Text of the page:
The antiquities department is in a race against time to minimize fire hazards in archaeological sites ahead of a busy summer season.
Speaking to CNA a day after the devastating fire at the iconic Parisian cathedral of Notre Dame, the director of the department of antiquities Marina Solomidou-Ieronymidou said the biggest challenge for Cyprus’ archaeological sites was fire safety due to dense vegetation caused by the amount of rain, especially this winter.
“We do what we can in order to avoid any ugly incidents, mainly with regard to fire hazards” intensified by Cyprus’ high temperatures during the summer months, she said.
Solomidou-Ieronymidou mentioned a blast near the Neolithic settlement of Choirokoitia, in the summer of 2013, but the site was fortunately not damaged, she said. A plan to manage risks and improve preparedness in dealing with potential dangers was drafted only after the incident, she added.
“We are ready to the degree possible. You see what happened with Notre Dame. I can’t believe that the services were not prepared to deal with such an incident. It happened nevertheless,” she added.
Following a particularly rainy winter season, Cyprus’ archaeological sites are preparing to welcome tourists, and the antiquities department is in a race against time to remove the vegetation from as many areas as possible. Solomidou-Ieronymidou said priority was given to most visited archaeological sites, including the Paphos Mosaics, Tombs of the Kings and Kourion.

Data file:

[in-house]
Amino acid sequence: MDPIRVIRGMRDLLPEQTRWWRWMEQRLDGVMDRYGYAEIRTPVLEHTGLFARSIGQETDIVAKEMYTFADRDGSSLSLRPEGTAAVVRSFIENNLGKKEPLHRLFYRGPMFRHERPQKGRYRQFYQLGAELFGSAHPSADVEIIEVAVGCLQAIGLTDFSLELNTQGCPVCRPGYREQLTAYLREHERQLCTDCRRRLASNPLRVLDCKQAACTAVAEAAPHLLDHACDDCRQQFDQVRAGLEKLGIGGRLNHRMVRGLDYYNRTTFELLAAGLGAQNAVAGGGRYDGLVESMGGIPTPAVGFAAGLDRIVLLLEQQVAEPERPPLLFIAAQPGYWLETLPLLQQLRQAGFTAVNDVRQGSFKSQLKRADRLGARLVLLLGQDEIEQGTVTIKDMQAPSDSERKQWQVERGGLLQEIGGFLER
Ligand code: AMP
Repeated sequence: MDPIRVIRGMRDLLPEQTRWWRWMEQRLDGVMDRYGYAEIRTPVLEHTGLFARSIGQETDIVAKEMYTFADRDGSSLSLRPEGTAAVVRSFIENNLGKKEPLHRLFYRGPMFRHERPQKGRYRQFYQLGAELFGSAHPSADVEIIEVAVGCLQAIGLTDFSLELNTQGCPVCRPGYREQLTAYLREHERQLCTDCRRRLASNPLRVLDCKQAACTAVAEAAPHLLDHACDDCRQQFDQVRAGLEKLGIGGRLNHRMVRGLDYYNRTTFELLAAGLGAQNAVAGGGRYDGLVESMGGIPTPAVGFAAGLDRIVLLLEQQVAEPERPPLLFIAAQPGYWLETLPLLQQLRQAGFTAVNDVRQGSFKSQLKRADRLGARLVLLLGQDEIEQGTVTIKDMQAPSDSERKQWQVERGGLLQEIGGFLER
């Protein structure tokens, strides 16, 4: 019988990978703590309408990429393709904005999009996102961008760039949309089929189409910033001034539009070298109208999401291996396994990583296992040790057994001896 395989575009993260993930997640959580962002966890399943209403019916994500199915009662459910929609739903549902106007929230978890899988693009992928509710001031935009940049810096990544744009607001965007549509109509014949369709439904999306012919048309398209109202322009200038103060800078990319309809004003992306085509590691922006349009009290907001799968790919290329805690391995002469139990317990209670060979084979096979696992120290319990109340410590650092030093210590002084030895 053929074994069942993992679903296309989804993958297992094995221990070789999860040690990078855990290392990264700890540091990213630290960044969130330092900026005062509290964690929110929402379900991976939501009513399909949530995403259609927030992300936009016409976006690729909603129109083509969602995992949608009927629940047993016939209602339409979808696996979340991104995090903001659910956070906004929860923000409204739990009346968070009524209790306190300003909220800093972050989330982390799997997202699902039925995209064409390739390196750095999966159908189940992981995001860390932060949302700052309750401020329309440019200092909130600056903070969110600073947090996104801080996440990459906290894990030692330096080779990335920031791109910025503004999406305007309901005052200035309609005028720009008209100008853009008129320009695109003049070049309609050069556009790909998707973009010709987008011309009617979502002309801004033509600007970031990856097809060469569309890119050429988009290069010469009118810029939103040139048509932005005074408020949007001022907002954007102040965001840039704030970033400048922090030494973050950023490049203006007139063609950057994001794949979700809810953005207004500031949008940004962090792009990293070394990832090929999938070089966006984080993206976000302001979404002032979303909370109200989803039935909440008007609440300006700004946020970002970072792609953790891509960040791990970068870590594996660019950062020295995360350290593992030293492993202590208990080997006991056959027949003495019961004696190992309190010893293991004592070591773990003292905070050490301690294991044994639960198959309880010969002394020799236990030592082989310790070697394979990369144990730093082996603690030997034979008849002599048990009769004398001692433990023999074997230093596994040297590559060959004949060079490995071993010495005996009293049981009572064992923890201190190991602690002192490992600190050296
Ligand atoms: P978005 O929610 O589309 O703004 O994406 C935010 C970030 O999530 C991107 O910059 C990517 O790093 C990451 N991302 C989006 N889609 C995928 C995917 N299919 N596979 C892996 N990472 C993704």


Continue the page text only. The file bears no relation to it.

Other sites are expected to follow soon, though she mentioned the various restrictions due to understaffing. “We need more people to act more swiftly. We try to do what we can with the means available to us,” she said. “A lot is being done but there is still more to do.”
Takis Hadjidemetriou, the Greek Cypriot Head of the bicommunal Technical Committee on Cultural Heritage, expressed grief over the destruction of Notre Dame and referred to the global mobilisation to secure funds for the reconstruction of the burnt-out cathedral.
Hadjidemetriou, who co-heads a bicommunal team active in restoring cultural heritage monuments in Cyprus, told CNA that rebuilding monuments should be a national priority “mobilising everybody”.
It is a shame to lose monuments due to lack of funds, he said, adding that the mobilisation to raise money for the reconstruction of Notre Dame highlights people’s struggle to save monuments from extinction.
The difference with Notre Dame is that in Cyprus, monuments are left to deteriorate because of the conflict, he added.